Friday, March 14, 2014

On Claiming Sophia

Christians miss insight into divine breadth without its female expression and distort perspective when male divine dimensions dominate. Yet the Ultimate, known by diverse forms and names, is neither sexual nor limited as our descriptors may suggest. Wisdom or the Spirit figure—Hokmah in Hebrew, Sophia in Greek and Sapientia in Latin—has for centuries personified God. Non-biblical religions also include forms of female, creative, divine energy known by terms like ShekinahShakti, and Chi. This blog introduces the concept and encourages the reader to further study.
Twenty years ago I attended the ecumenical Re-Imagining conference in Minneapolis—a profound gathering of nearly two thousand women. To share worship rituals with milk and honey, join in global song, and support justice themes prompted an aura of togetherness. To invoke Sophia via a Hawaiian chant before each speaker began enabled a Presence distinct. Flack followed from sources threatened by traditional views. But the outcome persisted. Elizabeth A. Johnson returned with me from the event via her She Who Is. Not only did that book open up Proverbs texts and move me into the Wisdom of Apocrypha content, long denied most Protestants, I learned of the extent to which Sophia’s activity was transferred to Jesus the Son, to the demise of Christ-Sophia.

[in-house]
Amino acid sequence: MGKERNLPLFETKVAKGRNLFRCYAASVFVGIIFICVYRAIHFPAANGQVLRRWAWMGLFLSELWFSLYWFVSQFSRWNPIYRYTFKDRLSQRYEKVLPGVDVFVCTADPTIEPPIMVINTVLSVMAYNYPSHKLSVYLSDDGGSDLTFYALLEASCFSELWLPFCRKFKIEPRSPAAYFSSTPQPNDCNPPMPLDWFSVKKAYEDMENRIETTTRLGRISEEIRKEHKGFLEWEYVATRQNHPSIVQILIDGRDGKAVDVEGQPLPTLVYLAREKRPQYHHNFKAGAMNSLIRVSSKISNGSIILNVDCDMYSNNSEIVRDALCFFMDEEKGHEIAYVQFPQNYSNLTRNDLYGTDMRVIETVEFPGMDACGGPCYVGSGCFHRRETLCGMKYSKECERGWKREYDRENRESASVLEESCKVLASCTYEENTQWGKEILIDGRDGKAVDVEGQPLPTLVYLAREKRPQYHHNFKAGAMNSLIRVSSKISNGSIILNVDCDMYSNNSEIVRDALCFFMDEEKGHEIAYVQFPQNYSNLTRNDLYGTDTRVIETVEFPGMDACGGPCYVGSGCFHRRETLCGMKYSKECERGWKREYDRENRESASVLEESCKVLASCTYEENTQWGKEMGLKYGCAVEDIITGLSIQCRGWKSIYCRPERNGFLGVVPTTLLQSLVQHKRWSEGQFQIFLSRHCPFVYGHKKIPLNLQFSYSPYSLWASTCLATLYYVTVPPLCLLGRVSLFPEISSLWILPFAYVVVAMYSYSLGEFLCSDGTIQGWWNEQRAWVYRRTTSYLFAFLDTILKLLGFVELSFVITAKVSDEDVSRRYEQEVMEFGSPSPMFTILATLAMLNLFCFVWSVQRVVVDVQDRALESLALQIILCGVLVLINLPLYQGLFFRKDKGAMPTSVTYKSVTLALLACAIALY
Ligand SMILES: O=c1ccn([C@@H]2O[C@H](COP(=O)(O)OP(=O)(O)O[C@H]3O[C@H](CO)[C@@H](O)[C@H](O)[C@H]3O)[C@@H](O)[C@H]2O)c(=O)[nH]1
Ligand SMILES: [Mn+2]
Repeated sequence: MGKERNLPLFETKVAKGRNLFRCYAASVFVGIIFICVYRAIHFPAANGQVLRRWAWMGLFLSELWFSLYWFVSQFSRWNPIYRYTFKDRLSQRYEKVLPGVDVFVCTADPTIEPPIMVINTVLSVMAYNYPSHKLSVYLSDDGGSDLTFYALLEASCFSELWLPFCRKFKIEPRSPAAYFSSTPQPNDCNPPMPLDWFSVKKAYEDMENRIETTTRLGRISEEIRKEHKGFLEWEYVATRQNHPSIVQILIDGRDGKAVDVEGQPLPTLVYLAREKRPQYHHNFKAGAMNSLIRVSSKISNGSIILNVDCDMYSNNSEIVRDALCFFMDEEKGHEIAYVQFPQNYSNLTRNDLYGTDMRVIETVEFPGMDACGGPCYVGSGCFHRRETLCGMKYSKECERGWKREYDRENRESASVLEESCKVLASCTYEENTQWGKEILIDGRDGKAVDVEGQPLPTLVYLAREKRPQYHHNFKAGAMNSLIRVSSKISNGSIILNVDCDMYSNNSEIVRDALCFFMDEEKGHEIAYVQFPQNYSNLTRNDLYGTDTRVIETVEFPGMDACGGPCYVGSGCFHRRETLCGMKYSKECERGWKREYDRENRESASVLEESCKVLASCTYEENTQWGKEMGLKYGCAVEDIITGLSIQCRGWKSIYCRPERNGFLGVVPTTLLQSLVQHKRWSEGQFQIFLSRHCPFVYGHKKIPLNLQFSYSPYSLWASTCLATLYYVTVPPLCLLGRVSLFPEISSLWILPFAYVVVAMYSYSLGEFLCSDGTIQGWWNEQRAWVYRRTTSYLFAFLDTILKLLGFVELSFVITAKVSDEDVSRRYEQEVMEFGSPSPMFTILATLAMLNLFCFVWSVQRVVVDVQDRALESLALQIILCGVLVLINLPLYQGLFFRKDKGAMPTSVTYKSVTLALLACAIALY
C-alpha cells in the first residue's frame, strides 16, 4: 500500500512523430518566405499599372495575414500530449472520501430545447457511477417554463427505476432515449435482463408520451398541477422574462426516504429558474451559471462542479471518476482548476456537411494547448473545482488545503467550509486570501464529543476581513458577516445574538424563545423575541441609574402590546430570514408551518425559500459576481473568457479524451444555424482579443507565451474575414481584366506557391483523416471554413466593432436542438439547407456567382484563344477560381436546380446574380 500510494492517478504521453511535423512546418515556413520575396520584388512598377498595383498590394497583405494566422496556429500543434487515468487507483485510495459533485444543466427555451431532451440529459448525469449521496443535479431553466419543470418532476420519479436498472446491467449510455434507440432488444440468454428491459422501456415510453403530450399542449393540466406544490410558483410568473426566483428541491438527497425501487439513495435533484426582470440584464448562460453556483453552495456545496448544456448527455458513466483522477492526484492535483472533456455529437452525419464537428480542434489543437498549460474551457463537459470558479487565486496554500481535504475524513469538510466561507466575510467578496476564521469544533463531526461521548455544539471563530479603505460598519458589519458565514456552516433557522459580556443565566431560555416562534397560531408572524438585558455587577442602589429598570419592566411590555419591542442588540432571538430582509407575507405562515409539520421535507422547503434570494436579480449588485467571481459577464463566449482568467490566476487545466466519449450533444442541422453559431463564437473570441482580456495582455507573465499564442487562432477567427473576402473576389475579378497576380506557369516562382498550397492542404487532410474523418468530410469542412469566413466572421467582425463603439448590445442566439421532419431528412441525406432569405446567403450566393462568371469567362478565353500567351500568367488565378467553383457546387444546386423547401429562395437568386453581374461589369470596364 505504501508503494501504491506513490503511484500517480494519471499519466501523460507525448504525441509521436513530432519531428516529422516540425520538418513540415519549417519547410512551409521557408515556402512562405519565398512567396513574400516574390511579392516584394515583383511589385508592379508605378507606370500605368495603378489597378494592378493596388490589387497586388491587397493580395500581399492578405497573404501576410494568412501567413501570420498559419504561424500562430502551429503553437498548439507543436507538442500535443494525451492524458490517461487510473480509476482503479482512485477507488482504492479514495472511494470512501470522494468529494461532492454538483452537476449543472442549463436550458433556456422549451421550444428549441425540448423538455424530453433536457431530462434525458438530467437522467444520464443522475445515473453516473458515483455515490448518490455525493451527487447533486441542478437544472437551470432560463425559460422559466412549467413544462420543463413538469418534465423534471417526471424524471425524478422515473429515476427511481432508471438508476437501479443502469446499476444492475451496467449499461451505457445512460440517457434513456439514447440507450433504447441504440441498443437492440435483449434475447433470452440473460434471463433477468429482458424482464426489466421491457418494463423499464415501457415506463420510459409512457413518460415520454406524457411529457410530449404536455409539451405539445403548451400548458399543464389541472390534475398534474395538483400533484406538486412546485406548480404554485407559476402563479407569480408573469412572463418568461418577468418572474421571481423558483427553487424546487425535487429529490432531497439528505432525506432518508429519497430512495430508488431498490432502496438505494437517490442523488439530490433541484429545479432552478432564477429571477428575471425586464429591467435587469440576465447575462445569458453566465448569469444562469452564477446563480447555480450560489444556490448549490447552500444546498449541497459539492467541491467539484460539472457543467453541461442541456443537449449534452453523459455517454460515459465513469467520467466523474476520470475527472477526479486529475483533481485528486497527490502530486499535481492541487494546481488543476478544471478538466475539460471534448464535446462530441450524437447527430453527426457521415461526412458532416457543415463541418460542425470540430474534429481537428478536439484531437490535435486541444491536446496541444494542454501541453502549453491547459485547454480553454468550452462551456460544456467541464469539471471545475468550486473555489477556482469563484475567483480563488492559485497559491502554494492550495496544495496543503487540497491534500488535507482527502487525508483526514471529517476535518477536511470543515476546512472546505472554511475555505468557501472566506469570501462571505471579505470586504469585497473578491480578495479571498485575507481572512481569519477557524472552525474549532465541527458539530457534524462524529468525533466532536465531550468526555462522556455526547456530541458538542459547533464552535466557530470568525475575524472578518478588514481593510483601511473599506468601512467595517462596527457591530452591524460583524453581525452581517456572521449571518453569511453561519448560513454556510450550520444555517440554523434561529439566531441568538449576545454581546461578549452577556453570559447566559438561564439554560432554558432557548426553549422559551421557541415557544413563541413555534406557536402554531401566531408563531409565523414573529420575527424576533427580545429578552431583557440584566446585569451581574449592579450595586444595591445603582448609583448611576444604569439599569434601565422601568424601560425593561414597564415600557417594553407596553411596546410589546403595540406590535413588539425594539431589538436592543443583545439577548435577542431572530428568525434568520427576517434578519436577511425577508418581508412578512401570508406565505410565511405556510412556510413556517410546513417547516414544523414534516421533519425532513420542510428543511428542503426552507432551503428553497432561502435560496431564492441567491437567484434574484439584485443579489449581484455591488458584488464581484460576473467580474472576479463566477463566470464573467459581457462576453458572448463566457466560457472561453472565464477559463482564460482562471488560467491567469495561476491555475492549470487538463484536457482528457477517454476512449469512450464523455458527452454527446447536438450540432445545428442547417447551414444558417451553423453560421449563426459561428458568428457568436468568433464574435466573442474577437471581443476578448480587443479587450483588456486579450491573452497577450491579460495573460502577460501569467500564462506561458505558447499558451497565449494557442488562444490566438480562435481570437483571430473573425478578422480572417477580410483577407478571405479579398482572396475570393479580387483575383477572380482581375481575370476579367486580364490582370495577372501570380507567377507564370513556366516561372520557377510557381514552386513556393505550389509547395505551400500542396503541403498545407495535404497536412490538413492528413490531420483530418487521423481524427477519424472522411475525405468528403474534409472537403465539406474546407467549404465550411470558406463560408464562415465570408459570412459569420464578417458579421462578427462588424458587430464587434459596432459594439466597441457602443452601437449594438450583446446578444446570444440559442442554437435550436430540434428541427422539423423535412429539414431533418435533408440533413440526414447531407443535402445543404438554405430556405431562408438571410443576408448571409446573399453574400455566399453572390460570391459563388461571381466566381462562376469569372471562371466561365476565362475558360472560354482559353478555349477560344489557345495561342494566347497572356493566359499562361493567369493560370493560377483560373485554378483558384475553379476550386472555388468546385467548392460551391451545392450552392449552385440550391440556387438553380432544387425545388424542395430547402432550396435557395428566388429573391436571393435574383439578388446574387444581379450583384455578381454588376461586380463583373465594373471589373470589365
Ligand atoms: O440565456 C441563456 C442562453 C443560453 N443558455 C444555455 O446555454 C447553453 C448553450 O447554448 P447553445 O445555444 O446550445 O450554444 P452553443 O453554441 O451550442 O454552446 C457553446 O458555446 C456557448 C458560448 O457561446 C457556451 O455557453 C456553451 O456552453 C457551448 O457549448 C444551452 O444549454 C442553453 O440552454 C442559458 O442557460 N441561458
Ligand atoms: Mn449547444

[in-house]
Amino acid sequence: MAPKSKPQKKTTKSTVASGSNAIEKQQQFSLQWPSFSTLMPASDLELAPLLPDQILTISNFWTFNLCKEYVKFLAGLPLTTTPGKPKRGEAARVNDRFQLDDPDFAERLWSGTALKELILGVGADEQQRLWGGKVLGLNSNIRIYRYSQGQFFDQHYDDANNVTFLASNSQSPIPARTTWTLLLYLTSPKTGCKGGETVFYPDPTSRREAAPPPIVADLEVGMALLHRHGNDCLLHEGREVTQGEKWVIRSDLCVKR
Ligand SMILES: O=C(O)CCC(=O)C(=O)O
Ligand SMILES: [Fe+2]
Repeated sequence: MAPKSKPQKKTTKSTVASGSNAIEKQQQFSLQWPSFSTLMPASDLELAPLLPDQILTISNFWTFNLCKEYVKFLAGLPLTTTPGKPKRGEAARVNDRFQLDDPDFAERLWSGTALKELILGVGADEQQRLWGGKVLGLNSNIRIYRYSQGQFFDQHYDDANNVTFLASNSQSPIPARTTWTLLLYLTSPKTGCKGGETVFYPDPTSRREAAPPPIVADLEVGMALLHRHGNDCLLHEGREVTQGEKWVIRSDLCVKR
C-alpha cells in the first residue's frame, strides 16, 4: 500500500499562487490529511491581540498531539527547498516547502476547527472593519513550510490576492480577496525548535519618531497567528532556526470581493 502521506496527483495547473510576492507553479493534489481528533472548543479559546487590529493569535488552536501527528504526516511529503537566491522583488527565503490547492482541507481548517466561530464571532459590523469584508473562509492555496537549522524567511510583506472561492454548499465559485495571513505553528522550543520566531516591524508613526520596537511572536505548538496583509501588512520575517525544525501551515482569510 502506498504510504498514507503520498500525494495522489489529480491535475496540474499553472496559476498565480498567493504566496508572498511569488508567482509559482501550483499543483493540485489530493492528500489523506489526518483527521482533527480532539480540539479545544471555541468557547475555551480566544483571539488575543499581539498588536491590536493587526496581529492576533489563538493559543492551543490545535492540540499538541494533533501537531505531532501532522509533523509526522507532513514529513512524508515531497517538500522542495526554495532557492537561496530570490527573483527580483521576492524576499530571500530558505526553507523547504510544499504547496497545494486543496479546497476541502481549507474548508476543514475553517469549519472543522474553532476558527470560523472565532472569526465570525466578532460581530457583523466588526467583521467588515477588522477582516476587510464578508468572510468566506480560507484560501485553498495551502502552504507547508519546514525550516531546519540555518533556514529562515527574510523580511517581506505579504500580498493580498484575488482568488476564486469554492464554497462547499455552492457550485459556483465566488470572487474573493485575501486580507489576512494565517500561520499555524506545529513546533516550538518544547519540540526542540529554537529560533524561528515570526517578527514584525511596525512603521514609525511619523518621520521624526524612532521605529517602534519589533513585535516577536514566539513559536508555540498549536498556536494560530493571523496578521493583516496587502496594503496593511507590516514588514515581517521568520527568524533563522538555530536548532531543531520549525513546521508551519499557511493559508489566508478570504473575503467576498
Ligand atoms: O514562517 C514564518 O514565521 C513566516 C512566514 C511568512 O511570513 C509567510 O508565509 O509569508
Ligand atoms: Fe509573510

Known by diverse forms and names in scattered cultures, Divine Presence may mirror goddess Isis from Egypt, Ishtar in Babylonia, Inanna in Sumer, Kuan-Yin in China, or Sophia in the Judeo-Christian tradition.
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